WASHINGTON

- Japan's Takata Corp. rejected federal regulators' demand yesterday for an expanded, nationwide recall of millions of air bags, setting up a possible legal showdown and leaving some drivers to wonder about the safety of their cars.

Amid the standoff, Honda Motor Co. decided to act on its own and recall cars with the potentially defective equipment in all 50 states. But other automakers have yet to make a decision.

At issue are air bags whose inflators can explode with too much force, hurling shrapnel into the passenger compartment. At least five deaths and dozens of injuries have been linked to the problem worldwide.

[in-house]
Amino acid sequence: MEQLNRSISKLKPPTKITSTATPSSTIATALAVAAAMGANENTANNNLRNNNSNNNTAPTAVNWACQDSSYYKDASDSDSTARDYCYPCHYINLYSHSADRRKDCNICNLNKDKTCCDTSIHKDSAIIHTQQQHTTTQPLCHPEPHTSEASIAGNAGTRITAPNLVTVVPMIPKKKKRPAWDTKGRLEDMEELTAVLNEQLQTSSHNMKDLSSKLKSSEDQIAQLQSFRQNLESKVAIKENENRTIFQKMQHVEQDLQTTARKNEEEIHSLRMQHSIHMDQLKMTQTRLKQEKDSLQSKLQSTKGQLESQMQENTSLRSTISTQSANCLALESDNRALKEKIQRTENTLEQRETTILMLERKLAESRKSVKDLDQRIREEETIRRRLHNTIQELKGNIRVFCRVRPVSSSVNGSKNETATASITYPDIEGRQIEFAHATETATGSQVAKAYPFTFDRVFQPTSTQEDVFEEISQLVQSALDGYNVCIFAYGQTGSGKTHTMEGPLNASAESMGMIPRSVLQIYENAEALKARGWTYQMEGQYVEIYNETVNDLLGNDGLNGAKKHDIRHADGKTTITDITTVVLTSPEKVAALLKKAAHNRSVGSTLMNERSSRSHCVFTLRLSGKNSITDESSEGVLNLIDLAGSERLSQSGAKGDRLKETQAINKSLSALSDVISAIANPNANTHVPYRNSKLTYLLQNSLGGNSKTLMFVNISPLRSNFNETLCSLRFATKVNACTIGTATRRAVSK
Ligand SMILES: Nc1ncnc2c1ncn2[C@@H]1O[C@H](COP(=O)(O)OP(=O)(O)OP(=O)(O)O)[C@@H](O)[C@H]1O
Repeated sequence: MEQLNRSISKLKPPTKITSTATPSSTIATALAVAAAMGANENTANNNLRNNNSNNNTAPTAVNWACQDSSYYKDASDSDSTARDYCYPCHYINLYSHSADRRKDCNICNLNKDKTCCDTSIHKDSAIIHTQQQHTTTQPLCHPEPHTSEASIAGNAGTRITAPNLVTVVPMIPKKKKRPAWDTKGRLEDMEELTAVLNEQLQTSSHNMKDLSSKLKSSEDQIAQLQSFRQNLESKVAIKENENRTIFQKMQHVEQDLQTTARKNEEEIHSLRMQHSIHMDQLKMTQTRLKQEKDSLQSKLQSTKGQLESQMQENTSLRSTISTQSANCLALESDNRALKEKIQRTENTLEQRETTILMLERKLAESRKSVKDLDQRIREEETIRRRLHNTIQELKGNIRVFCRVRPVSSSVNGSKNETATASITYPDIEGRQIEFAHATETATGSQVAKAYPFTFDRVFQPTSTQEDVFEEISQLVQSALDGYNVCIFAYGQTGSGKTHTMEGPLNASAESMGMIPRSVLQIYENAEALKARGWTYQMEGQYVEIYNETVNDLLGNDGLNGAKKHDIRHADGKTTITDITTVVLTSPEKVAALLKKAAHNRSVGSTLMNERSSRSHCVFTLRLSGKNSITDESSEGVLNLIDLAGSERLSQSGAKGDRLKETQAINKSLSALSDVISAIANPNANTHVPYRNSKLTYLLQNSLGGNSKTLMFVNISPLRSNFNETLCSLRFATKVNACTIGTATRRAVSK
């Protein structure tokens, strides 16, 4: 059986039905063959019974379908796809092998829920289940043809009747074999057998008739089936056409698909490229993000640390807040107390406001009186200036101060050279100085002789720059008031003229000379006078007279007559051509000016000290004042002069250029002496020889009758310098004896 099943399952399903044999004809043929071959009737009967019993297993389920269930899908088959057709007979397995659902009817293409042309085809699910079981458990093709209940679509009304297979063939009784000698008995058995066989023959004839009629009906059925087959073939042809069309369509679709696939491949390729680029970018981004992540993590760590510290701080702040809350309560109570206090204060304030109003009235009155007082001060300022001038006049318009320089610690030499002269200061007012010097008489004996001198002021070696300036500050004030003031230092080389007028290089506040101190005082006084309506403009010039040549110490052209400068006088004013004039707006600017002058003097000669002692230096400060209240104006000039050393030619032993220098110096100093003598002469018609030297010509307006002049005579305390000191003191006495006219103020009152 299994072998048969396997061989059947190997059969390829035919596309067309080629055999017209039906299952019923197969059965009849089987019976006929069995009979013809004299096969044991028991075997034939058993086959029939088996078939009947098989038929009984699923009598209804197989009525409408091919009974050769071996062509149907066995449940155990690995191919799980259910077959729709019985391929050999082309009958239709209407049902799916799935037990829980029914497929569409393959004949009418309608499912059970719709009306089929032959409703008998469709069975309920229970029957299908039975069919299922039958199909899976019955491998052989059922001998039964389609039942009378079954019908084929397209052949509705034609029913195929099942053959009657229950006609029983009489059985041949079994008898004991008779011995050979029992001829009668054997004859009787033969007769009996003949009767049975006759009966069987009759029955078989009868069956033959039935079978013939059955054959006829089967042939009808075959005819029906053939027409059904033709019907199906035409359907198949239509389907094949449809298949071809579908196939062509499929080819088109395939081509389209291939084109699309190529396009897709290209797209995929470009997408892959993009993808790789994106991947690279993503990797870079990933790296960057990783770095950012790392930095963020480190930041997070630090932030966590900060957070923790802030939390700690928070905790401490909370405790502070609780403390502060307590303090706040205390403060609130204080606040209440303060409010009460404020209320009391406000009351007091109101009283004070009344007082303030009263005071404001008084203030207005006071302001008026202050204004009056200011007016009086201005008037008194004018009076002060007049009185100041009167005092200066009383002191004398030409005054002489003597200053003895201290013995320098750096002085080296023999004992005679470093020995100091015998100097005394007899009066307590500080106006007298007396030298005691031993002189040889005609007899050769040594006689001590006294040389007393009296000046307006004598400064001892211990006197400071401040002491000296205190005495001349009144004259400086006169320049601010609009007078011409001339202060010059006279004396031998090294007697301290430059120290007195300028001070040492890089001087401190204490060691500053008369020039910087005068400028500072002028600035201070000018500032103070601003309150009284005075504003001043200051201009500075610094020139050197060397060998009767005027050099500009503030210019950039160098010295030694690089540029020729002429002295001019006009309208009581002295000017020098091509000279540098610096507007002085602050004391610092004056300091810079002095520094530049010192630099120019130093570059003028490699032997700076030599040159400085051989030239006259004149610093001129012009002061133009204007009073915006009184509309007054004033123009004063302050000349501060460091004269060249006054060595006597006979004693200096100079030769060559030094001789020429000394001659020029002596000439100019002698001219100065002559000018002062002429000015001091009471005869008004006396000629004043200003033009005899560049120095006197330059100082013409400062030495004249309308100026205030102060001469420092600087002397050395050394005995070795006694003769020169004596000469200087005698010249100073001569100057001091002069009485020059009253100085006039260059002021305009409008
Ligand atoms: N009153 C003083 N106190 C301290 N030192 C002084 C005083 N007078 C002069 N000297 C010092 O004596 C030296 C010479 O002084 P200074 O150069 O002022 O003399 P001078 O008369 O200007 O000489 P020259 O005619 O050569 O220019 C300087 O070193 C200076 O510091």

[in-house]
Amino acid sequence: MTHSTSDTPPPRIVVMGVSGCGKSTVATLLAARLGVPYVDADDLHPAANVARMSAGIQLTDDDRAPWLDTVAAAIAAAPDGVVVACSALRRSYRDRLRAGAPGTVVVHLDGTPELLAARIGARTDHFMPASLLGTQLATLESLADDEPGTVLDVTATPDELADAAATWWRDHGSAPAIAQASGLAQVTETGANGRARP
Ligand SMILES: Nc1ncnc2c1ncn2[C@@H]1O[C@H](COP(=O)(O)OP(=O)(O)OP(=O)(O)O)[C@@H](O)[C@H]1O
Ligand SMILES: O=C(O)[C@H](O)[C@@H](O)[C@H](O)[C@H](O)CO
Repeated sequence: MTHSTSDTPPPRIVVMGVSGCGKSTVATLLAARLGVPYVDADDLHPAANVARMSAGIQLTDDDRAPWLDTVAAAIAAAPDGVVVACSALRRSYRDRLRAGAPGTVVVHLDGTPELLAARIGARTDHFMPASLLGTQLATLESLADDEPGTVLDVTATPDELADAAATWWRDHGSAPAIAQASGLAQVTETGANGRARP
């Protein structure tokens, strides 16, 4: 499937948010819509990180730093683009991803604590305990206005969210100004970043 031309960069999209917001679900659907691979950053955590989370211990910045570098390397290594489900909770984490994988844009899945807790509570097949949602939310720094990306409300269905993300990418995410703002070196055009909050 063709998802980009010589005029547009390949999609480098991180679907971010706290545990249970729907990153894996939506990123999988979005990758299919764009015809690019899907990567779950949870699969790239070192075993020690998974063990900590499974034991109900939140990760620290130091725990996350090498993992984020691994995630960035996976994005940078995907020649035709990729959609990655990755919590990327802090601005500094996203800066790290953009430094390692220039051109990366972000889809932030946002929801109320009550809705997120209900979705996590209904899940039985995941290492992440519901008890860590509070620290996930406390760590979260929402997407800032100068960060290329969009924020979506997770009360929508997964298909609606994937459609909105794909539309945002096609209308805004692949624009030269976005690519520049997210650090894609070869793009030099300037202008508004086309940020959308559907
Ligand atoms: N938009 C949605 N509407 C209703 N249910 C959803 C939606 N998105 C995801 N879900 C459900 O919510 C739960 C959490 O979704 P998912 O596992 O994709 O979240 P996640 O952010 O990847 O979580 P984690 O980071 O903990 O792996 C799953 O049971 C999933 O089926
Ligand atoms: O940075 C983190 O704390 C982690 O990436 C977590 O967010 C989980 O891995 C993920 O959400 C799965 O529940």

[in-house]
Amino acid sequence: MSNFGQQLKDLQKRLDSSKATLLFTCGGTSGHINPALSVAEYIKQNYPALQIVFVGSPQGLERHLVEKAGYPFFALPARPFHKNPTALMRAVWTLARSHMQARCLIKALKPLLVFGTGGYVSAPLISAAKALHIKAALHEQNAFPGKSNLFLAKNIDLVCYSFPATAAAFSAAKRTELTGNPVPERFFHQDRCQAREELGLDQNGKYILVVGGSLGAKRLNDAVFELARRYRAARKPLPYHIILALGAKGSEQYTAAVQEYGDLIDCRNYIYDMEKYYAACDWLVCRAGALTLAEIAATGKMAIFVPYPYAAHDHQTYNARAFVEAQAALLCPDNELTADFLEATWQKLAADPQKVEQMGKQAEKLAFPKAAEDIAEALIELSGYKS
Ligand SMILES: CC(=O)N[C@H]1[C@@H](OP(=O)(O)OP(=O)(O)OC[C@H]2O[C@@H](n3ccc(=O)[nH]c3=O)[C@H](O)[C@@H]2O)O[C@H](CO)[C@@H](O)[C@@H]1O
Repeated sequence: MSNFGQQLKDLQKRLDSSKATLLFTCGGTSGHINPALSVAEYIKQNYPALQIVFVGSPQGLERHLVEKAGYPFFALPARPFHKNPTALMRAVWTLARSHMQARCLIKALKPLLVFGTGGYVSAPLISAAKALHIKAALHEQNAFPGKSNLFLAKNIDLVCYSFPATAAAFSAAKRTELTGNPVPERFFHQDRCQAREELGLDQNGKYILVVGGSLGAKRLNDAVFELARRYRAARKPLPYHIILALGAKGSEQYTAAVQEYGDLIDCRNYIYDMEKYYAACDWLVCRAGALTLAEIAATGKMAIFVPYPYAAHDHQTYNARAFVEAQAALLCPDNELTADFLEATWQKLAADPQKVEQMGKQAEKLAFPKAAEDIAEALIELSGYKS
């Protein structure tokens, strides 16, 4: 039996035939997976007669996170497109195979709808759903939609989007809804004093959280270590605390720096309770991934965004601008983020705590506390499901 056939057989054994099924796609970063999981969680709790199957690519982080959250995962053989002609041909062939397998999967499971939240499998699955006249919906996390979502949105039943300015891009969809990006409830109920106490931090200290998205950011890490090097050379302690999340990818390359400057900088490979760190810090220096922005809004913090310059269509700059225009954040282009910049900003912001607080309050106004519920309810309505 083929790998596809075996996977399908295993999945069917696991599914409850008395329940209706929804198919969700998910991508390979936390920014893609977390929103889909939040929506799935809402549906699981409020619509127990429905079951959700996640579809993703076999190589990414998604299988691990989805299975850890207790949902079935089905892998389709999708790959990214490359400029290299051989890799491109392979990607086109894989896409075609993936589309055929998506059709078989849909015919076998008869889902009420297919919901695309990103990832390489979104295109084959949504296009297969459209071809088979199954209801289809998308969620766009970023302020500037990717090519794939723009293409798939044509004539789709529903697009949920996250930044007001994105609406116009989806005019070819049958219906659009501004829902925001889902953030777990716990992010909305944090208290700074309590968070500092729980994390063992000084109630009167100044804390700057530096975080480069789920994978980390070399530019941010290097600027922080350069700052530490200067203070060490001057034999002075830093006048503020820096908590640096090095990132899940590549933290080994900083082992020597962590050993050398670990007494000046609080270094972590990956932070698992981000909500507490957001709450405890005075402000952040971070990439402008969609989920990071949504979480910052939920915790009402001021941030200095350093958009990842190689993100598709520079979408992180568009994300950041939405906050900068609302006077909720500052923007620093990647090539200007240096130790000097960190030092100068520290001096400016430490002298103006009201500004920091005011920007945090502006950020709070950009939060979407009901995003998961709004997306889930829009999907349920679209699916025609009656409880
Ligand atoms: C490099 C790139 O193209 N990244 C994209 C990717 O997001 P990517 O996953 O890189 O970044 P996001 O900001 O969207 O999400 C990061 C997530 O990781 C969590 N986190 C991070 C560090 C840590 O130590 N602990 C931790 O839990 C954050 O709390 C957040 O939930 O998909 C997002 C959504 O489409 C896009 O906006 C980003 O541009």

Over the past six years, Takata and 10 automakers issued a series of recalls covering 8 million cars in the U.S., mostly in high-humidity areas such as the Gulf Coast, because of evidence that moisture can cause the propellant to burn too quickly. But after incidents in California and North Carolina, the National Highway Traffic Safety Administration began pressing for the recall of 8 million more vehicles from coast to coast - a demand that Takata flatly rejected.

"There's not enough scientific evidence to change from a regional recall to a national recall," Hiroshi Shimizu, Takata senior vice president of global quality assurance, told a House subcommittee on Capitol Hill.

David Friedman, NHTSA deputy administrator, said he was "deeply disappointed" by Takata's response.